Which beginneth with the words "Let us pray."
(At the close of a brief prayer the minister shall say):
"In the presence of God and of these witnesses, we are now come to solemnize the covenant of this man and woman in marriage. Are you, Charles True, prepared, of your own free will's inclining and whole heart's desire, to take upon yourself the vows which shall make and keep you the husband of this woman as long as Death shall spare you one to the other?"
(He shall say): "I am."
"Are you, Charlotte Tender, prepared, of your own free will's inclining and whole heart's desire, to take upon yourself the vows which shall make and keep you the wife of this man as long as Death shall spare you one to the other?"
(She shall say): "I am."
"Is there to your inmost consciousness any hidden reason why you should not charge your lips with the utterance of these vows? Does the voice of your secret soul cry to you–by any reproach of memory, by any uncertainty of hope–to forbid these banns? If there be such a reason, if there be such a voice, in the presence of God and of these witnesses, regard it, before it be too late."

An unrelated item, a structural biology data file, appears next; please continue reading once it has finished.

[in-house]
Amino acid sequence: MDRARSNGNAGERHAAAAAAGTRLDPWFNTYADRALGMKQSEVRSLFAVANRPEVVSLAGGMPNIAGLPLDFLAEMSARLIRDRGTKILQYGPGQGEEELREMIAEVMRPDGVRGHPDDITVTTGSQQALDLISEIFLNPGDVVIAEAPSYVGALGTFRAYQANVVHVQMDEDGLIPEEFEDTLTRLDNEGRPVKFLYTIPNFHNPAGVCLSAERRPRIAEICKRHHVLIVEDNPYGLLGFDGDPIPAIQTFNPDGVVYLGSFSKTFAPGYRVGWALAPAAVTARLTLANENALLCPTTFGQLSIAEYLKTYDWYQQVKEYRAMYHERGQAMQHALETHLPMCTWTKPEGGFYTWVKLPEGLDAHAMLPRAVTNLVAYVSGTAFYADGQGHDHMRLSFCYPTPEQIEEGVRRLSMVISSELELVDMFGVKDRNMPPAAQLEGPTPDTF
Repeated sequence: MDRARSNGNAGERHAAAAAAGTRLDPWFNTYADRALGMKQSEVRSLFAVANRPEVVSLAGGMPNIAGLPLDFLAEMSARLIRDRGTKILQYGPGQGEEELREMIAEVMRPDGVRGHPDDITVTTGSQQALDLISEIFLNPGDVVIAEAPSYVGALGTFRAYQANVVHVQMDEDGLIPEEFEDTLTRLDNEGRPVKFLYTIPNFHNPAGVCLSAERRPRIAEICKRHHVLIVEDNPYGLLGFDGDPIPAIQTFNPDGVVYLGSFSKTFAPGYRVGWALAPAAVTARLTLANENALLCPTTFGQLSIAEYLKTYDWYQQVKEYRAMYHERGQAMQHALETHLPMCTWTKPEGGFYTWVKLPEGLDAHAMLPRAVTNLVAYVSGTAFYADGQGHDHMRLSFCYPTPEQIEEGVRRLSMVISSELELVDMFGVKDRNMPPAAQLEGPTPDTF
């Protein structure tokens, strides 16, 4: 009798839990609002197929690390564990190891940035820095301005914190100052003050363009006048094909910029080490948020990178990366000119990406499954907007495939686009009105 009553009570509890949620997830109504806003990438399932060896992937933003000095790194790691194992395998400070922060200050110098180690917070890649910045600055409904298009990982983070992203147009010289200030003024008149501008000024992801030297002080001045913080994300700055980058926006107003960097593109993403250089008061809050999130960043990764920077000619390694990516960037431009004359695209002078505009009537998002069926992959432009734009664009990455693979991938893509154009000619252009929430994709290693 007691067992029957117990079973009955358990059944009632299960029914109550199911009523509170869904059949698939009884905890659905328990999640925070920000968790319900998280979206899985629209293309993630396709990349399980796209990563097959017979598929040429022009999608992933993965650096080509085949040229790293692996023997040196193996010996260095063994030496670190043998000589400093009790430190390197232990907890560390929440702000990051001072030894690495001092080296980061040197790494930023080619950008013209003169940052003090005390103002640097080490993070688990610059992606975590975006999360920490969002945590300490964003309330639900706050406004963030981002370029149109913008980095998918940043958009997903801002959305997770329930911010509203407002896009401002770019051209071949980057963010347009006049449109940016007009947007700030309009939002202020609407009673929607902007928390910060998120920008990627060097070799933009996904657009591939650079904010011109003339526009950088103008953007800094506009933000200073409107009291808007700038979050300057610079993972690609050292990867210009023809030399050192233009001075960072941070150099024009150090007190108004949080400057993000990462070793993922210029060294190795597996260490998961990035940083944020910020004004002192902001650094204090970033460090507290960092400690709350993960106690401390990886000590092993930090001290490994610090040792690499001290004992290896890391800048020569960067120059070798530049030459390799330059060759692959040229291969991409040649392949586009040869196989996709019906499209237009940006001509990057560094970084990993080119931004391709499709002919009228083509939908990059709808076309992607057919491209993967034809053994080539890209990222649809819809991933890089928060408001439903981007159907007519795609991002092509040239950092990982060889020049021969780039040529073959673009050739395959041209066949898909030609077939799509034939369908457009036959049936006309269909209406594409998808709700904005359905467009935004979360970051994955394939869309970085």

(Both): "There is none such."
(Unto the man he shall say): "If you feel within your honest heart that any other woman ought to hold–or, in the sweet mood of your affection, that any other could hold–the place which this woman occupies to-day, for your soul's sake and for her soul's sake, acknowledge it before it be too late."
(Unto the woman he shall say): "If you feel within your honest heart that any other man ought to hold–or, in the sweet mood of your affections, that any other could hold–the place which this man occupies to-day, for your soul's sake and for his soul's sake, acknowledge it before it be too late."
(Receiving no responses, the minister shall proceed).
"Then, reverently do I offer you and loyally may you take upon yourselves the covenant of true marriage.
"Do you, Charles True, take this woman whose hand you hold to be your lawfully wedded wife?"
(He shall say): "I do."
"Do you, Charlotte Tender, take this man whose hand you hold to be your lawfully wedded husband?"
(She shall say): "I do."